Breast Cancer and Ductal Lavage
Who Is a Candidate for Ductal Lavage?
Ductal lavage is recommended only for women who are at high risk for breast cancer. There are several factors that put a woman at high risk for developing breast cancer, including:
- A personal history of breast cancer
- A family history of breast cancer, particularly in a mother, daughter, or sister
- Evidence of a specific gene (BRCA1/BRCA2) mutation
- A Gail Index score of at least 1.67%. The Gail Index uses risk factors such as age, family history of breast cancer, age of first menstrual period and first pregnancy, and number of breast biopsies to calculate a woman's risk of developing breast cancer within the following five years, from the analysis.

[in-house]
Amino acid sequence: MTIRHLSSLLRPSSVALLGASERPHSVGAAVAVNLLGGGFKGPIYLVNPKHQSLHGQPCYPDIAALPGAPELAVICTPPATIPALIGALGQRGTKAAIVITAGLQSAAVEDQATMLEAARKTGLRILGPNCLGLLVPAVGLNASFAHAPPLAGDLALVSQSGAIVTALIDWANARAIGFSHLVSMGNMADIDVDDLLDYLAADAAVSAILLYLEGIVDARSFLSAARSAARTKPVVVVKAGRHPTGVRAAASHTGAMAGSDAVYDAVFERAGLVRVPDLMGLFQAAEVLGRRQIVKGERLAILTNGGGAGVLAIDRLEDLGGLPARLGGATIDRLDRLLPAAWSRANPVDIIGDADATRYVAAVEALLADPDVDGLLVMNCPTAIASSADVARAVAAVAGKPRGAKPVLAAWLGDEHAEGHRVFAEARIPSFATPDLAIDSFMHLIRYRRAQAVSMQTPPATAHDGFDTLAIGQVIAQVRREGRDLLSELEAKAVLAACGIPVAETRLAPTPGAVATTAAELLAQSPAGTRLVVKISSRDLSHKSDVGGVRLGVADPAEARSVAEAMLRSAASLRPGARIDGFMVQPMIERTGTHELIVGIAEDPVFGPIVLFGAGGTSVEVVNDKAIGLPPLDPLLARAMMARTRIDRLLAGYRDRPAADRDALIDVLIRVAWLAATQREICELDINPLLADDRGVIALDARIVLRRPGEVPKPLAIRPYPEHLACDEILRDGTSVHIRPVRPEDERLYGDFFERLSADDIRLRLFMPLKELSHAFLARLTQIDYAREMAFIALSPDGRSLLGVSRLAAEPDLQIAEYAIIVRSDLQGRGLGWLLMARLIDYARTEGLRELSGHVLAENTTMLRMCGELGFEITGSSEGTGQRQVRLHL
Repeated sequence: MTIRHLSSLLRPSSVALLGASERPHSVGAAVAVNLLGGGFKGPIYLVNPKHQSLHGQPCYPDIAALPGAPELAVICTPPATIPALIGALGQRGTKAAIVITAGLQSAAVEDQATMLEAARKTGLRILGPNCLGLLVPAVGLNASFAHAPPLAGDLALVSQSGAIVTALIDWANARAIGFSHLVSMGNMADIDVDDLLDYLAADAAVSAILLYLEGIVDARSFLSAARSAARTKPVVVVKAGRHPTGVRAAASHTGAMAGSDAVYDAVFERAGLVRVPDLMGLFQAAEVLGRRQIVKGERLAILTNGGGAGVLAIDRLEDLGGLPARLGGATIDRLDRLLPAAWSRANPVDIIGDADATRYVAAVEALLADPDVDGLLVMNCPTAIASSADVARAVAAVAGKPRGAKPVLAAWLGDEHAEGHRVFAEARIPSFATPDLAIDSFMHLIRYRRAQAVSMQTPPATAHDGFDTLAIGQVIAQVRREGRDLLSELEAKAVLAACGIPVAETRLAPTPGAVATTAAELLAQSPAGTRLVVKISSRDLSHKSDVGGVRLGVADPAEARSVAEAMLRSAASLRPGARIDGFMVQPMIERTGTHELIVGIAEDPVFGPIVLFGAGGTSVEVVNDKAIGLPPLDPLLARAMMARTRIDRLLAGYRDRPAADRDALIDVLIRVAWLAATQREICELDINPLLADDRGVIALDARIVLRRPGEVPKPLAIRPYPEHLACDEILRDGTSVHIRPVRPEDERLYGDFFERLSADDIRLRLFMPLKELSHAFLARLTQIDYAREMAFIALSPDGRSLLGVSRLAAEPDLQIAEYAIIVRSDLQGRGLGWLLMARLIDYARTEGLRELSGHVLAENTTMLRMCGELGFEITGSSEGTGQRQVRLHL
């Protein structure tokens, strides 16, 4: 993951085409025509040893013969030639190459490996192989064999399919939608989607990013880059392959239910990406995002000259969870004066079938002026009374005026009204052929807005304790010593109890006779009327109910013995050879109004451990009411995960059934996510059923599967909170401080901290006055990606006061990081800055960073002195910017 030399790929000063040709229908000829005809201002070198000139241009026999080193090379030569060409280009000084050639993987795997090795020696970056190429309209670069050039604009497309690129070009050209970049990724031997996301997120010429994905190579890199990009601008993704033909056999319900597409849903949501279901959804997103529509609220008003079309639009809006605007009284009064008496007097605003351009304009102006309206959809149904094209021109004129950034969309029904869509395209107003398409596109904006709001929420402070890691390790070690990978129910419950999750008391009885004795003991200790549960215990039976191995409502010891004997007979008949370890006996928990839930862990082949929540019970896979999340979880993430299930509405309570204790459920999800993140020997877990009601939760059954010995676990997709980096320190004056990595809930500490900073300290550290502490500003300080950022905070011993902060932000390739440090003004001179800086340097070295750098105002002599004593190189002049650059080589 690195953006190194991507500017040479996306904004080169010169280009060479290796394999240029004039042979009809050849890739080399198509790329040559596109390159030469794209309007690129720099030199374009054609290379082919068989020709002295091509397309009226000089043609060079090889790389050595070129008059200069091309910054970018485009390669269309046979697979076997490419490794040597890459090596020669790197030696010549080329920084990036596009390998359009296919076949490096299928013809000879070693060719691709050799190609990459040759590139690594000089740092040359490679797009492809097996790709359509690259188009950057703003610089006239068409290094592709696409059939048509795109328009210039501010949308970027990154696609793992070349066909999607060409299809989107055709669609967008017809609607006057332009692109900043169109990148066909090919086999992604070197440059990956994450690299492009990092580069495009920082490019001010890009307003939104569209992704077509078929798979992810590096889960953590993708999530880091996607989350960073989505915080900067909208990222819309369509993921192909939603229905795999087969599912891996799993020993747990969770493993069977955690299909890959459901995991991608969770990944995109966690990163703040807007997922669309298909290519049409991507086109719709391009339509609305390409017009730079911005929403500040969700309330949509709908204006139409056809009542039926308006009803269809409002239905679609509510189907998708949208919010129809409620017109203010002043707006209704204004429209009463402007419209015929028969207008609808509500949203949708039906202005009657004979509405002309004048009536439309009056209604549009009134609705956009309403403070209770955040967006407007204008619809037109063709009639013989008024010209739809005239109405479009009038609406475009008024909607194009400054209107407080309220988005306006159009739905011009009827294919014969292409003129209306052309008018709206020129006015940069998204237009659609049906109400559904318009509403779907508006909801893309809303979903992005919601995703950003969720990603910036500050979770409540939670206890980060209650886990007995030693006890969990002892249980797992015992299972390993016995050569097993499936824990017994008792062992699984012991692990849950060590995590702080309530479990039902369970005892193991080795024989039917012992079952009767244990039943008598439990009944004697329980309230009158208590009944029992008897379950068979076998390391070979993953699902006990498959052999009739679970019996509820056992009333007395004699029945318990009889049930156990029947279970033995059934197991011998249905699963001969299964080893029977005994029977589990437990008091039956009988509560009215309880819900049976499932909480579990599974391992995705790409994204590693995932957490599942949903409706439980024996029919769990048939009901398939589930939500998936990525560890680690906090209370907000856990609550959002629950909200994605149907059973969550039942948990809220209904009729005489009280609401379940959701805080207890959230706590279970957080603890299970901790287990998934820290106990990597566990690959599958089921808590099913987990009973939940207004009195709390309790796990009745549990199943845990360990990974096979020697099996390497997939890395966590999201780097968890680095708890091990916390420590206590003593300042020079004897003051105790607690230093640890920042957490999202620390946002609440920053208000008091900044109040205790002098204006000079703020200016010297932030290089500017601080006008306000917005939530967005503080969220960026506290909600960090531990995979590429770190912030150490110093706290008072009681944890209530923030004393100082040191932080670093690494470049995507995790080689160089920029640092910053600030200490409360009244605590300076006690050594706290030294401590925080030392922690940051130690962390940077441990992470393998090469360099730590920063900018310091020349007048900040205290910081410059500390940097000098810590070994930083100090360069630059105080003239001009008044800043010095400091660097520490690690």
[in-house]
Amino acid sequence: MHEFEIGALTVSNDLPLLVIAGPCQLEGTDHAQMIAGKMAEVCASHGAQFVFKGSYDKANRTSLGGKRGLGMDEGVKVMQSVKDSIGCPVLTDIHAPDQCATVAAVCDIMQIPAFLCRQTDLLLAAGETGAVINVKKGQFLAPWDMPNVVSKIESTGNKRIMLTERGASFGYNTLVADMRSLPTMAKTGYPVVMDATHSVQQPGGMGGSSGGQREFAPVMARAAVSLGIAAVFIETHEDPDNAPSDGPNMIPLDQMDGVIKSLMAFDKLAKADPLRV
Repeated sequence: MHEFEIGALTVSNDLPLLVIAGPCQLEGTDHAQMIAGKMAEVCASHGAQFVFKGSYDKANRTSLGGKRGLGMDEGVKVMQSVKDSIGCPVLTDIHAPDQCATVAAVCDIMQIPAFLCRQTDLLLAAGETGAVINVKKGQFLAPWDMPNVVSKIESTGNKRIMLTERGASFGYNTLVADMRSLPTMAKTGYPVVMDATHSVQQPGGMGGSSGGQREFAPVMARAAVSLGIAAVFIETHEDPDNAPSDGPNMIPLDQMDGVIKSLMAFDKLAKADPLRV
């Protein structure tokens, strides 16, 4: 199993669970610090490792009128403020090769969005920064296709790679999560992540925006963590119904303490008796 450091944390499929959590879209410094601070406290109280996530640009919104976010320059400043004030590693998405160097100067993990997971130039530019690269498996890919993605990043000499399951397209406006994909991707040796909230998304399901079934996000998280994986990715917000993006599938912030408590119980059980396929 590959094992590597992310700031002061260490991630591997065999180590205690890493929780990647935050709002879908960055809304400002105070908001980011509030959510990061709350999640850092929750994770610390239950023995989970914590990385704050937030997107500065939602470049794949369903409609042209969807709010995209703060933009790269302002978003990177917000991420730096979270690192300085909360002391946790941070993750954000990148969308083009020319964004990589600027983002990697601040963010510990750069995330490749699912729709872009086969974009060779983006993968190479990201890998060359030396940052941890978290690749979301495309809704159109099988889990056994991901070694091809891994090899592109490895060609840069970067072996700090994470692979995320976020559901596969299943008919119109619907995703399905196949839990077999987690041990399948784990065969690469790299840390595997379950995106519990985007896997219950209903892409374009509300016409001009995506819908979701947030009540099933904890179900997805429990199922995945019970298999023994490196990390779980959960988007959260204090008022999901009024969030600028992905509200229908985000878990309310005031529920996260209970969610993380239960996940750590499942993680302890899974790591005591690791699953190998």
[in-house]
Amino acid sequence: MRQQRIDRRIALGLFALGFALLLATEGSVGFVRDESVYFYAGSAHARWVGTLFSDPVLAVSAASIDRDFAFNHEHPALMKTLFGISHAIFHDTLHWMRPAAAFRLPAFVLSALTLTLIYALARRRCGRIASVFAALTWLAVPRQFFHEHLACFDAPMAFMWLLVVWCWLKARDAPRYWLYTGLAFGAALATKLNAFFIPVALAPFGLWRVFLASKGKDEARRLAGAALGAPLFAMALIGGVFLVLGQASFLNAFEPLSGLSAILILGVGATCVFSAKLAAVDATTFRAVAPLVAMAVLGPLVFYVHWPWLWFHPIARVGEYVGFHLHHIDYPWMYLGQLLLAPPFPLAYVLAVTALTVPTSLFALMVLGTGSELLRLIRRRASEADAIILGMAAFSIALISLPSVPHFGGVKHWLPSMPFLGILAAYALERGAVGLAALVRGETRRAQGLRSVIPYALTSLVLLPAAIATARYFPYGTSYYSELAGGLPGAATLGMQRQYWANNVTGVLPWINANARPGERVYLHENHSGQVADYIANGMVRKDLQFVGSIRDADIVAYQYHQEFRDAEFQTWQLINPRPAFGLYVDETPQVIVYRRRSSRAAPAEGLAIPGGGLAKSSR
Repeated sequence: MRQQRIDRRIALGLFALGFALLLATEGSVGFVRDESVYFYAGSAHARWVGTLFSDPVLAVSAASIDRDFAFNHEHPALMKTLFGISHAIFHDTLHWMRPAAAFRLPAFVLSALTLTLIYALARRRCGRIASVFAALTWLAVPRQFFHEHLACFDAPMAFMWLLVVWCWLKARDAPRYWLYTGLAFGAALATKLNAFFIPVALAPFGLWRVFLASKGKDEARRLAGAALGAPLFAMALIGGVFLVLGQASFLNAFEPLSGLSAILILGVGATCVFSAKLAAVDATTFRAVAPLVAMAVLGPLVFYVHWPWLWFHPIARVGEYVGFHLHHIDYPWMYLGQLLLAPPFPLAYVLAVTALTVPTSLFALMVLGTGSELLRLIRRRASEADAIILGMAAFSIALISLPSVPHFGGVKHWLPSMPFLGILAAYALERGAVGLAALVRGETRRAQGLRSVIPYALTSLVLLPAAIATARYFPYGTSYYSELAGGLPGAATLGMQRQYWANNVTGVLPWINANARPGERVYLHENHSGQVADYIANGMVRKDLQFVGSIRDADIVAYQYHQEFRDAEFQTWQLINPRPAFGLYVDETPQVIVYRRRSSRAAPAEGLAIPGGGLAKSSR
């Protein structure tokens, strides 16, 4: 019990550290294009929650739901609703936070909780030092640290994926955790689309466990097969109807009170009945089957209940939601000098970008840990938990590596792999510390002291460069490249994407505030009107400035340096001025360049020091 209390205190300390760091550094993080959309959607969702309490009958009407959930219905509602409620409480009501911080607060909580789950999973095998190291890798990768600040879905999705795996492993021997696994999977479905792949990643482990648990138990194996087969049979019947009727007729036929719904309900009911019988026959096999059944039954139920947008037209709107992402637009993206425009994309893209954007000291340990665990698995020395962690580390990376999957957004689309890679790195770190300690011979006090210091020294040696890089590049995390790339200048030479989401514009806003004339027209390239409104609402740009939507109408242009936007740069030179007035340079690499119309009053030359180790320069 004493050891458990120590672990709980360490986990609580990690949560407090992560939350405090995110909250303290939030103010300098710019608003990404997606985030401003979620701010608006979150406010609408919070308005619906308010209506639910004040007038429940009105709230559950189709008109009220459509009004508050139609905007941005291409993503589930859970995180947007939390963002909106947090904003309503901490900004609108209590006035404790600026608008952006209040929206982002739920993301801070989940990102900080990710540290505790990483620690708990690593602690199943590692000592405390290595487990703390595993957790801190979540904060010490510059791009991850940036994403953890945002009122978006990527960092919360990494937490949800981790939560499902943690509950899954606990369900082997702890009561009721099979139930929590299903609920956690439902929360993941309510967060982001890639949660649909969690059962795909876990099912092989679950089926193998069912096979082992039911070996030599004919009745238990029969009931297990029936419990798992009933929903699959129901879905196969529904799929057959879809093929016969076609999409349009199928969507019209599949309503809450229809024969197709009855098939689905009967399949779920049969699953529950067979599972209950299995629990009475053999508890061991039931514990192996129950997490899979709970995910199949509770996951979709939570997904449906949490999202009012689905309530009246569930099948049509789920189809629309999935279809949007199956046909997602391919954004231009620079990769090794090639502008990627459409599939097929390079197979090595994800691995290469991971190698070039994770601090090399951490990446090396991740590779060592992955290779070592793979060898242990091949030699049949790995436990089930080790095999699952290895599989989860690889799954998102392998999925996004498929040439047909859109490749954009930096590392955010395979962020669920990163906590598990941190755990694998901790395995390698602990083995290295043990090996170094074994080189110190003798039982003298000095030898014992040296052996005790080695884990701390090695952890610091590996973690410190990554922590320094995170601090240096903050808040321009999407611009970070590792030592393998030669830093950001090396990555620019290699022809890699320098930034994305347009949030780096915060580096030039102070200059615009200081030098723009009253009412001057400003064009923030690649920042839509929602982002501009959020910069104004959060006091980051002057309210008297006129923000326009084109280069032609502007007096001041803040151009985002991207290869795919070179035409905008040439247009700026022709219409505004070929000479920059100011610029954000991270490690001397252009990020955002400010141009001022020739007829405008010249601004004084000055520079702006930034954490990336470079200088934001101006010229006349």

Talk to your doctor about whether you could benefit from this screening procedure.
What Happens if Atypical Cells Are Found?
Not all abnormal cells are destined to become breast cancer. In fact, less than 1% of women have cancerous cells identified by a ductal lavage. Knowing that you have atypical cells can help you and your doctor plan a strategy to reduce your risk of developing breast cancer. A strategy may include:
What Will I Feel During a Ductal Lavage?
Most women don't find ductal lavage to be painful, saying it is no more uncomfortable than a mammogram. You may feel temporary sensations such as fullness, pinching, and tingling in the breast. However, numbing medications (anesthetics) are used to help reduce discomfort during the procedure.
Is Ductal Lavage Used Instead of a Mammogram to Screen for Breast Cancer?
No. Ductal lavage is used along with other regular breast health practices such as regular breast self-exams, annual clinical exams, and mammography. It is not a replacement for these screening tools. In addition, ductal lavage is not recommended for women with a low risk for breast cancer.